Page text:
Tim McGraw Mourns the Death of His “Family Patriarch,” Promises to Keep Their “Memory Alive”

Tim McGraw was born in Delhi, Louisiana, as the only child of Betty D’Agostino and Tug McGraw, a relief pitcher in the MLB from 1965 to 1984. Tug has a pair of World Series wins under his belt—with the New York Mets in 1969 and the Philadelphia Phillies in 1980. He is a member of the New York Mets Hall of Fame and the Philadelphia Sports Hall of Fame. When Tug died in 2004, his older brother Hank became the McGraw family patriarch. Now the “Live Like You Were Dyin'” singer is mourning another loss.

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“We Will Keep His Memories Alive:” Tim McGraw Remembers His Uncle

Henry Thomas “Hank” McGraw passed away over the weekend due to unknown causes. On Wednesday (July 10), his nephew, country star Tim McGraw, penned a lengthy tribute to Hank on his official Instagram page.

“This weekend we lost the patriarch of the McGraw family. Our beloved ‘Uncle Hank,'” wrote the 11-time CMA Award winner. “He was just an incredible man. He had a way of lighting up any room he walked into without trying.”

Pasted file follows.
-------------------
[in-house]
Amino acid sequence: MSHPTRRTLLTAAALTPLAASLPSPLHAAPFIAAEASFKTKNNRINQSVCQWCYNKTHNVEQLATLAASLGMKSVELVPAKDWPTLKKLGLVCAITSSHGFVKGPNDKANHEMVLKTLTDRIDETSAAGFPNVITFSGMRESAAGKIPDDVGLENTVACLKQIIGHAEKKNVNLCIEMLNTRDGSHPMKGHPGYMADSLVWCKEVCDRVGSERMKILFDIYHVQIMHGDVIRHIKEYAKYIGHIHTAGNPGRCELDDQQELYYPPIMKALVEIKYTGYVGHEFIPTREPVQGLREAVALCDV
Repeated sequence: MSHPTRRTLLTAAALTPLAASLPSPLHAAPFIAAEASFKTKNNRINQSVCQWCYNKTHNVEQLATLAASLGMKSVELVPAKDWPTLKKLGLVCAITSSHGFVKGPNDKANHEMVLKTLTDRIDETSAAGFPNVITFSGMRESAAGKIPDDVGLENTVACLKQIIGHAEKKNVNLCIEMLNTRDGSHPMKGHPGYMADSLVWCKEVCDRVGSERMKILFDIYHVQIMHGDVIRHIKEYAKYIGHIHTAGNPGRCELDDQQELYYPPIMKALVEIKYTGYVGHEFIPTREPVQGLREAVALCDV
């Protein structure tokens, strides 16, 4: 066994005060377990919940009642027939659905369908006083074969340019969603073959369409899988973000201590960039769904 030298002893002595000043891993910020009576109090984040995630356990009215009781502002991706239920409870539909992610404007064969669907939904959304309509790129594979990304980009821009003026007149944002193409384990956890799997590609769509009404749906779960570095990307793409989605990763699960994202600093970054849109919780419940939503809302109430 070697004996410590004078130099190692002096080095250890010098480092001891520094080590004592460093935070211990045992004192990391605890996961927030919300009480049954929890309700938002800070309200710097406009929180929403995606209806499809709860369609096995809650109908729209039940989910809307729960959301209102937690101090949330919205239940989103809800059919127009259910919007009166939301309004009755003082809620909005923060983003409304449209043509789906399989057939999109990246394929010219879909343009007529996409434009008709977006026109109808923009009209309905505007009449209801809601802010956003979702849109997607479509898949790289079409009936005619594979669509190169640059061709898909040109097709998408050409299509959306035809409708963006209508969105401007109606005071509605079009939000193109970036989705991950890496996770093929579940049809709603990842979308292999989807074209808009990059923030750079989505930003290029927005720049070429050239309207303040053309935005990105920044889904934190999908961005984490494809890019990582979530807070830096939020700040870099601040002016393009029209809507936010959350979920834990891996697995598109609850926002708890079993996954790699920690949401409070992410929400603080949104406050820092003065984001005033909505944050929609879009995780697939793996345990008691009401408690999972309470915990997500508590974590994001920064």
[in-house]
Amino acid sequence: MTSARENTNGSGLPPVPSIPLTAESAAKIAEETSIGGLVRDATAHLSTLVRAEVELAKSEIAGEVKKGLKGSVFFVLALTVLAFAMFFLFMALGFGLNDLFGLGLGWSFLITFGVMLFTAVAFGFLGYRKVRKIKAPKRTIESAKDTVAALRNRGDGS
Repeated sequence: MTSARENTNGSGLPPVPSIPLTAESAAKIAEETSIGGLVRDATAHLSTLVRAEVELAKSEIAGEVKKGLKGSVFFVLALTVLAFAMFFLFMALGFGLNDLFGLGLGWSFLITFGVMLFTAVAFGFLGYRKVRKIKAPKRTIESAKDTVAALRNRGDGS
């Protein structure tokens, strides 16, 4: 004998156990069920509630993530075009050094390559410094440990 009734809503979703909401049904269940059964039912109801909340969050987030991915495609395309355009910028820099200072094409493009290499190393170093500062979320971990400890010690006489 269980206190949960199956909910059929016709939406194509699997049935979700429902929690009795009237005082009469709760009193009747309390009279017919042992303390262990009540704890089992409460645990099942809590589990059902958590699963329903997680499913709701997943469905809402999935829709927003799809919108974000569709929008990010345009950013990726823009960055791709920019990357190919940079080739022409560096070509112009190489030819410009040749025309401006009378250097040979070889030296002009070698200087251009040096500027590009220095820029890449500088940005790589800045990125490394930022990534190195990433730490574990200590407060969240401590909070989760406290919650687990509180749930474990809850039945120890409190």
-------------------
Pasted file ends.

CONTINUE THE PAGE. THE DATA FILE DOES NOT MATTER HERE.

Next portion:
The country star went on to describe his uncle as “a no-bs, straight shooter” who prioritized honesty, “even if it hurt.”

[RELATED: Tim McGraw Hopped in His Truck and Drove Three Hours To Make Sure Make-A-Wish Girl’s Dream Came True]

“Aw man, and he told the best stories!” added Tim McGraw. “He was and continues to be a huge presence in the lives of our family and his friends…We will keep his memories alive!!”

Hank McGraw Urged The Mets To Sign His Younger Brother

The older brother of Frank Edwin “Tug” McGraw, Hank McGraw was “a true renaissance man,” wrote his nephew. Indeed, Hank is arguably responsible for his younger brother’s major league success. In 1961, he signed with the New York Mets, but threatened to quit if the team didn’t also sign Tug. In his Instagram post, the “Don’t Take the Girl” singer included a photo of Hank McGraw sporting his Mets uniform.

Hank McGraw was a colorful character, described by his brother as “a mythical figure.”

“He was All-Everything when I was a kid, and all I ever wanted was to be part of his world,” Tug McGraw told Sports Illustrated in 2002. “Even after I’d made a name in the big leagues, Hank would appear in the clubhouse, and it was like Jesus showing up. He’s risen! He’s returned! The rest of us had become what we’d had to become to be major leaguers. Not Hank. He wouldn’t compromise who he was or what he believed. He wouldn’t cut his hair.”

Featured image by Jason Kempin/Getty Images for ABA

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